Table of Contents
SAM NOBLE OKLAHOMA MUSEUM of NATURAL HISTORY
FOSSIL BATS OF THE AMERICAS

Molossidae

Three Tertiary localities in Florida have produced molossid bats, the late Oligocene Brooksville 2 LF, the early Miocene Thomas Farm LF, and the late Pliocene Macasphalt Shell Pit LF (Czaplewski et al. 2003b). A single isolated and waterworn upper molar of a molossid is known from Brooksville 2. This tooth is about the same size as the upper M1 in the living species Nyctinomops macrotis, but differs from that genus in the lack of a metaloph and lingual cingulum. The Brooksville tooth is larger than the two molossid upper molars from Thomas Farm, and further differs from them in lacking a metaloph, lingual cingulum, and talon cingulum, among other characters. The Brooksville specimen probably represents a new genus and species of Molossidae, but the single available tooth is not sufficient for the description of a new taxon. Two isolated well-preserved upper molars from Thomas Farm most closely resemble Tadarida but are also similar to Mormopterus. It is not possible to distinguish between these two genera based on the currently available fossil teeth from Thomas Farm. The single molossid fossil from the Macasphalt Shell Pit is a distal humerus. This fossil represents a species of Tadarida larger than T. brasiliensis, and is about the same size as the humerus of the extinct Pleistocene species T. constantinei first described from Slaughter Canyon Cave (=New Cave) in New Mexico (Lawrence, 1960), and also known from early Pleistocene (Irvingtonian) deposits in Mammoth Cave in Kentucky (Jegla and Hall, 1962) and Hamilton Cave in West Virginia (Repenning and Grady 1988; Winkler and Grady 1990). The Macasphalt humerus is not referred to T. constantinei because of the paucity of Blancan material available, several proportional differences in the humeri, and the disparity in age.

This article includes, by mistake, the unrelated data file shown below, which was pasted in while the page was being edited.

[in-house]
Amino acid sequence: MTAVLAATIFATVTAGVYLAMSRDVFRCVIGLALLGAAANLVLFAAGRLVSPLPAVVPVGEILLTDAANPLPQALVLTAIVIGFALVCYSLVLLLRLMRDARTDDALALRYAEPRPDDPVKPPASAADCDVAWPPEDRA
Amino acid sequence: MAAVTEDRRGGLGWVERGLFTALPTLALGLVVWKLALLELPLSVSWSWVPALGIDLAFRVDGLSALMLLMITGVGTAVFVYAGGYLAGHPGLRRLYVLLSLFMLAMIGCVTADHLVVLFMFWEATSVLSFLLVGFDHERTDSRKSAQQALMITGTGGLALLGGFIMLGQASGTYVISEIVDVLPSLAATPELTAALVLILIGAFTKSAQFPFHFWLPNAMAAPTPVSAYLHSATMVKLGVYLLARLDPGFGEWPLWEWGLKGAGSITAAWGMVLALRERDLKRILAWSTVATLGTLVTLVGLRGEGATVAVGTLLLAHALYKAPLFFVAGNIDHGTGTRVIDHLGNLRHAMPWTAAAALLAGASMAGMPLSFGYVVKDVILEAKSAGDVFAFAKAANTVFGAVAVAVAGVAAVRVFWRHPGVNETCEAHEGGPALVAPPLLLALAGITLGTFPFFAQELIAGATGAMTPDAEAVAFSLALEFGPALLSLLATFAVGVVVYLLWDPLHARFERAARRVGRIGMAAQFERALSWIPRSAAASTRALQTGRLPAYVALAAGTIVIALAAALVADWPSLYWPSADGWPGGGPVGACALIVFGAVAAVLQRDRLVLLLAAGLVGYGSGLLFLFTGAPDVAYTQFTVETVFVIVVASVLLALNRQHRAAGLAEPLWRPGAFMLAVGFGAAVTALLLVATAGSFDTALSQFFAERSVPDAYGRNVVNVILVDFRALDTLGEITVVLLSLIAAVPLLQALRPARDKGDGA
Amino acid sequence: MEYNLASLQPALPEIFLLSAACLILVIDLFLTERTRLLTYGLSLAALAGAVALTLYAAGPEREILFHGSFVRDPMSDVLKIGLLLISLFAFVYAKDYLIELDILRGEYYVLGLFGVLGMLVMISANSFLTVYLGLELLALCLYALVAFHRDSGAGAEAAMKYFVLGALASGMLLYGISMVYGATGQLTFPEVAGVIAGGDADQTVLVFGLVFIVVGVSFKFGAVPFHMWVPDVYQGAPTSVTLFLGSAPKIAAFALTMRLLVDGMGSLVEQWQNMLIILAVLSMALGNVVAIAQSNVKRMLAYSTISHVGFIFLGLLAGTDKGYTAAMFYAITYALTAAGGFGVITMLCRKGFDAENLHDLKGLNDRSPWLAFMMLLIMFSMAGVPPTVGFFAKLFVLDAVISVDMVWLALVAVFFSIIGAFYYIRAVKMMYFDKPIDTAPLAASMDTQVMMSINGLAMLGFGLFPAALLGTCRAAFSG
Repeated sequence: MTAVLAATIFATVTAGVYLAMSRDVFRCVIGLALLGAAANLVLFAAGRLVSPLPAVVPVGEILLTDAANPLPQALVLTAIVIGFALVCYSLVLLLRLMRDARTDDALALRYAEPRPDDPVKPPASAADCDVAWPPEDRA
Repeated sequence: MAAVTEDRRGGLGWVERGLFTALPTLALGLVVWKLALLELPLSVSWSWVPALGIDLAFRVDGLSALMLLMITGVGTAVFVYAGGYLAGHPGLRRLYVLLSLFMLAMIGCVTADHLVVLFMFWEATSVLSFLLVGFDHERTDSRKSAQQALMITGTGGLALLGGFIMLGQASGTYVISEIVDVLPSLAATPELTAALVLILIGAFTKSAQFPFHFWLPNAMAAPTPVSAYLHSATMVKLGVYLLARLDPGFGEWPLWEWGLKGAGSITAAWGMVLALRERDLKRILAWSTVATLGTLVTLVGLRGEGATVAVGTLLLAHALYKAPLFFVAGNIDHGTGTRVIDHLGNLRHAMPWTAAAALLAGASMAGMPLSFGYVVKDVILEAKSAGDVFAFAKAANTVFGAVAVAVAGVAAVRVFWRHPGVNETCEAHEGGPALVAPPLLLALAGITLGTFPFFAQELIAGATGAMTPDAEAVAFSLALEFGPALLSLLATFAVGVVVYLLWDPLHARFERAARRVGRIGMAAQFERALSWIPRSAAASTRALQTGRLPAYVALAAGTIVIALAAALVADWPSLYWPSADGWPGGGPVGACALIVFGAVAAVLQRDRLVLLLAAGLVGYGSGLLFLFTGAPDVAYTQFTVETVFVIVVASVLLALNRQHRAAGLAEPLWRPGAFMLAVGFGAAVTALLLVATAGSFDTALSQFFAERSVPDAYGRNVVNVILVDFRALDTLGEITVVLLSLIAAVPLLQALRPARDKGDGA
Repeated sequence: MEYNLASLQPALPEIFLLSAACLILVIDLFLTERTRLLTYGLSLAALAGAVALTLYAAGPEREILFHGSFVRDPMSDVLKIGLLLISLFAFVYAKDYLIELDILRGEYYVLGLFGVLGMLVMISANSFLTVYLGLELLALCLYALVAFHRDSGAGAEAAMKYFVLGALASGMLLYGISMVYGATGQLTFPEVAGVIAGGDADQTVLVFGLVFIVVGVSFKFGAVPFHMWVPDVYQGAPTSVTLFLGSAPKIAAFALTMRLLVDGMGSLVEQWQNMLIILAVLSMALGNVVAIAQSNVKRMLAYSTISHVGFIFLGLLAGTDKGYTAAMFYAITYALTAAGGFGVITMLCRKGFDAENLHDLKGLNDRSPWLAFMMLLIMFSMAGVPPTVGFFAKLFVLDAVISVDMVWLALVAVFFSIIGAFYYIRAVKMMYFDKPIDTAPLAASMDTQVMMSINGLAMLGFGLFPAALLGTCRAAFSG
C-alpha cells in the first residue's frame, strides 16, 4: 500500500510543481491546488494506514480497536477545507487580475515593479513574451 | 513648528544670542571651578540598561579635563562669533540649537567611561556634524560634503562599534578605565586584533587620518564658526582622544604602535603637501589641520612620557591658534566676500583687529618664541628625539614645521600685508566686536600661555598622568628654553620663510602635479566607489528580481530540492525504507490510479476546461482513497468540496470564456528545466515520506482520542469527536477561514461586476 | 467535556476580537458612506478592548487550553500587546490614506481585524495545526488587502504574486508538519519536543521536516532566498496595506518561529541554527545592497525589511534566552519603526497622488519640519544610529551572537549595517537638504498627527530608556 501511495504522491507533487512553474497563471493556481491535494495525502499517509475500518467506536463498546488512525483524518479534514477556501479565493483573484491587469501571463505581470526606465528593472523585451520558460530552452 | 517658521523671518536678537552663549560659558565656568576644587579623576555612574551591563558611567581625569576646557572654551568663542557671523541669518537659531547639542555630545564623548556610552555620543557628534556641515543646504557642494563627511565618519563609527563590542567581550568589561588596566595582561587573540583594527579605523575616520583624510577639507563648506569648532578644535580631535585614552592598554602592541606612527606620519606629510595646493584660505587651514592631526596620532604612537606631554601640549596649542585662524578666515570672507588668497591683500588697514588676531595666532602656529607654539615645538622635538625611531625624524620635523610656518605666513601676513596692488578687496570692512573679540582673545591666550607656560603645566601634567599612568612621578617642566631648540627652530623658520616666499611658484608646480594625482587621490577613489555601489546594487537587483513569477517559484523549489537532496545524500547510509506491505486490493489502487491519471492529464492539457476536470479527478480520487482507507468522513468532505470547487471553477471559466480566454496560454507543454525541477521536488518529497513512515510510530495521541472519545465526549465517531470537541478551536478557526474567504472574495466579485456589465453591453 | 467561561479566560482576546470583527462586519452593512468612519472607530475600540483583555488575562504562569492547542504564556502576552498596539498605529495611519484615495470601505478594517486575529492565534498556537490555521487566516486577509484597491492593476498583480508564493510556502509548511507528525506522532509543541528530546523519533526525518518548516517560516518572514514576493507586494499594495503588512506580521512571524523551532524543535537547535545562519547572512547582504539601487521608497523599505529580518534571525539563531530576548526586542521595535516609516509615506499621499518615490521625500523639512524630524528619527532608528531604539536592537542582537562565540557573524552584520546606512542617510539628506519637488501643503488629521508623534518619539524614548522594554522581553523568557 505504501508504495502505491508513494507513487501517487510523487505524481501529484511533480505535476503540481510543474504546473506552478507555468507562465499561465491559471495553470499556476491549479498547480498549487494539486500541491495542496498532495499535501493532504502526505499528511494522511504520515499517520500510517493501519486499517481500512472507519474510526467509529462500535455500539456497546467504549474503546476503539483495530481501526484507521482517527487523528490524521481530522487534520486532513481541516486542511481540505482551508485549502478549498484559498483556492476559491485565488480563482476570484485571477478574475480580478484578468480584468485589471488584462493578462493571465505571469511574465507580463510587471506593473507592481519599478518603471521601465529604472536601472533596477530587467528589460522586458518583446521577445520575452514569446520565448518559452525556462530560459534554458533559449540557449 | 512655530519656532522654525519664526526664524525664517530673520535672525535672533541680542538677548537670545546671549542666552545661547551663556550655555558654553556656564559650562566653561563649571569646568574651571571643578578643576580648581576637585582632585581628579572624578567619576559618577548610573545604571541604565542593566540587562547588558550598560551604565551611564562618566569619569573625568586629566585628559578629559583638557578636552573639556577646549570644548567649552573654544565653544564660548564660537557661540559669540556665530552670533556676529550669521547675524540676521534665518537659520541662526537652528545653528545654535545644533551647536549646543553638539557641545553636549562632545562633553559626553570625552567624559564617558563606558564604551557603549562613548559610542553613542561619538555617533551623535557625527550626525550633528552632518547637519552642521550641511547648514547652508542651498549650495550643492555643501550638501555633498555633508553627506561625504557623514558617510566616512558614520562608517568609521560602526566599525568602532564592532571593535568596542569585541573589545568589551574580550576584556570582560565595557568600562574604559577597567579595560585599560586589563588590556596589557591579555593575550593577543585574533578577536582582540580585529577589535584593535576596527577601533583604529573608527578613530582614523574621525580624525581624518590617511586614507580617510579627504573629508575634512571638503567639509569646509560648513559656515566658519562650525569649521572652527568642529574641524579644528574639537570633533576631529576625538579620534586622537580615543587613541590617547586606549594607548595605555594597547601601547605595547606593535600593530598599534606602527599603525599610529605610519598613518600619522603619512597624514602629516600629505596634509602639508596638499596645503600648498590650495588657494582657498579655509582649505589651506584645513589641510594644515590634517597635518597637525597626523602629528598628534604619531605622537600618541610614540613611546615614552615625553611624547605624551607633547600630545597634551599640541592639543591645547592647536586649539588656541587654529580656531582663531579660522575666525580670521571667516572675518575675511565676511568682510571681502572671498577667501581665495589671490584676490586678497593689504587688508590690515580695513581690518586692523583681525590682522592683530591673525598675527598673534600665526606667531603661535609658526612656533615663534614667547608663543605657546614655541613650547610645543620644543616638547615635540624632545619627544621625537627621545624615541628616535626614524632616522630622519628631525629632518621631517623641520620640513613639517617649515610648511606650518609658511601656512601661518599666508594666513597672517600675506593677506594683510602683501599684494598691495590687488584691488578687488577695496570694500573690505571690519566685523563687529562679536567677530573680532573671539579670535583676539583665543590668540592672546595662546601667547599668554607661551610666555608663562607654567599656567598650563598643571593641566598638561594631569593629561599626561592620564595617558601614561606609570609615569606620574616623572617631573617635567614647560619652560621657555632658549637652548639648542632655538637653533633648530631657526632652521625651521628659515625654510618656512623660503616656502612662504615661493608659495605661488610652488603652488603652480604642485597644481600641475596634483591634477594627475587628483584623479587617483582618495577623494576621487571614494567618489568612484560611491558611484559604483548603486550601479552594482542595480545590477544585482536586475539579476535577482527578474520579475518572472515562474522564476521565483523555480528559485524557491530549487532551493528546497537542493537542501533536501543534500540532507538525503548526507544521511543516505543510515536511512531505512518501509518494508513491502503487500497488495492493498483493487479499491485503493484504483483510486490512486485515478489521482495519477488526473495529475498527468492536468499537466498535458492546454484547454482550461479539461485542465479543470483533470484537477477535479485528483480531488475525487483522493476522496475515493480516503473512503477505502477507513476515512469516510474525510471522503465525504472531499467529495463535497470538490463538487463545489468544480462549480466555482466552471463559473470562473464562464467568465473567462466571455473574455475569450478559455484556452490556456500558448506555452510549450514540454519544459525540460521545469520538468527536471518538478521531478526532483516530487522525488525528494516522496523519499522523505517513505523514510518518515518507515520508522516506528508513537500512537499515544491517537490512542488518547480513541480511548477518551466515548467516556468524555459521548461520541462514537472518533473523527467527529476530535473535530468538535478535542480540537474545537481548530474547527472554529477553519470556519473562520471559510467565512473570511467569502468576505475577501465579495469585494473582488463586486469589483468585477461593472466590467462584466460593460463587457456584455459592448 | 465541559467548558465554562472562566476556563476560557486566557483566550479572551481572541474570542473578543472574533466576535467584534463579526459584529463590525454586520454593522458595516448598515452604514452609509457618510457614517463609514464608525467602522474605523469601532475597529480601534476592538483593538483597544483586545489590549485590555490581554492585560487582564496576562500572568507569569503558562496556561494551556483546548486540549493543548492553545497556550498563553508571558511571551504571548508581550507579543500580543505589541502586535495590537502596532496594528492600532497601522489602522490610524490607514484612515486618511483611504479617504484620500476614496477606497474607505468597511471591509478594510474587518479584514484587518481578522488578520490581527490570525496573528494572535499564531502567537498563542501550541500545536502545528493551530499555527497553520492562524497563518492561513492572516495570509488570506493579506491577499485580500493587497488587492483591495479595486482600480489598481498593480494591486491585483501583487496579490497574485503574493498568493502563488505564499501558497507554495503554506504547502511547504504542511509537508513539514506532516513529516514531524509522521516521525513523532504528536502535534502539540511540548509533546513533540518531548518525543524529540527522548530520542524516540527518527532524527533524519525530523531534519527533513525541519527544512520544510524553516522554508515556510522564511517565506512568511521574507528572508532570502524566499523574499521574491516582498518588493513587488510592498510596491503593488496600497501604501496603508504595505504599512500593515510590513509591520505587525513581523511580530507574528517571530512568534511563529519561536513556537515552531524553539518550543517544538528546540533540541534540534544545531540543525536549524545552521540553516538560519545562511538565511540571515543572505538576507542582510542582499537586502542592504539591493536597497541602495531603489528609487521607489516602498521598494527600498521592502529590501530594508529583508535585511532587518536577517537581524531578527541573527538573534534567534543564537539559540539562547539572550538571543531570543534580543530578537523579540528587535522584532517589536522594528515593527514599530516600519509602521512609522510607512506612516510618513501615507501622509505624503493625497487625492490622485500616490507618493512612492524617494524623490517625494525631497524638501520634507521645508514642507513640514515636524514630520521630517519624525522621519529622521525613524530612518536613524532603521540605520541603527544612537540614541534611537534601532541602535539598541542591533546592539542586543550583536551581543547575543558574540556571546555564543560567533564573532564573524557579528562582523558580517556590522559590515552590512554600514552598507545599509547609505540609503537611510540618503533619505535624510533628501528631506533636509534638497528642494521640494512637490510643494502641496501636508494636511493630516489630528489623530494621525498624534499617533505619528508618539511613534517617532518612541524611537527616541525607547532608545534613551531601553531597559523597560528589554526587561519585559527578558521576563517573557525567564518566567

The Molossidae occur worldwide in tropical regions, with a few species found in temperate latitudes on each of the continents (Hill and Smith 1984; Koopman 1993). Legendre (1984a; 1984b; 1985) reviewed the systematics and historical biogeography of Cenozoic Molossidae, including the sparse Tertiary record of this family in North America. Czaplewski et al. (2003b) recently reviewed and updated the Tertiary history of the New World Molossidae. The earliest North American molossid is the extinct genus and species Wallia scalopidens from the middle Eocene (Uintan NALMA) of Saskatchewan, Canada (Storer 1984). The next youngest North American records of this family are the Florida fossils from Brooksville 2 and Thomas Farm. The Florida Oligocene and Miocene molossids, consisting of three isolated teeth, cannot be identified to genus pending recovery of additional material. An isolated upper tooth of Eumops cf. E. perotis from the late early Blancan McRae Wash fauna of Arizona (Czaplewski 1993a) and the distal humerus of Tadarida from the late Blancan Macasphalt Shell Pit (Morgan 1991) are the only Pliocene records of molossids from North America.

The Molossidae are one of only three or four families of bats so far known to be shared by North America and South America before the Great American Biotic Interchange, the others being Emballonuridae, Vespertilionidae, and possibly Phyllostomidae (Czaplewski 1997; Czaplewski et al. 2003b). Despite their ability to fly, bats rarely cross wide oceanic water barriers and as such most bats probably did not cross the Bolivar Trough separating North and South America prior to the connection of these continents at the Panamanian Isthmus in the Pliocene. Bats have only rarely been included in discussions of the Interchange but there is some evidence that Eumops may have evolved in South America and immigrated to North America in the Pliocene as a member of the Interchange fauna. Czaplewski (1997) identified Eumops in the middle Miocene La Venta fauna in Colombia, whereas this genus is unknown in pre-Interchange sites in North America. The origin of Tadarida in the Western Hemisphere is more problematic. The presence of Tadarida-like teeth in the early Miocene of Florida and definite fossils of Tadarida from the late Pliocene of Florida and the early to medial Pleistocene of Kentucky, New Mexico, and West Virginia, suggest that the New World representatives of this genus may have originated in North America. Tadarida, Mormopterus, or a closely related genus may have immigrated to North America from Eurasia across the Bering isthmus in the early Miocene or before. Several species of Tadarida and Mormopterus are known from Oligocene and Miocene sites in Europe and Asia (Legendre 1984b). It seems likely that Tadarida immigrated from Eurasia to North America in the Miocene, and then immigrated to South America in the late Pliocene after the onset of the Interchange.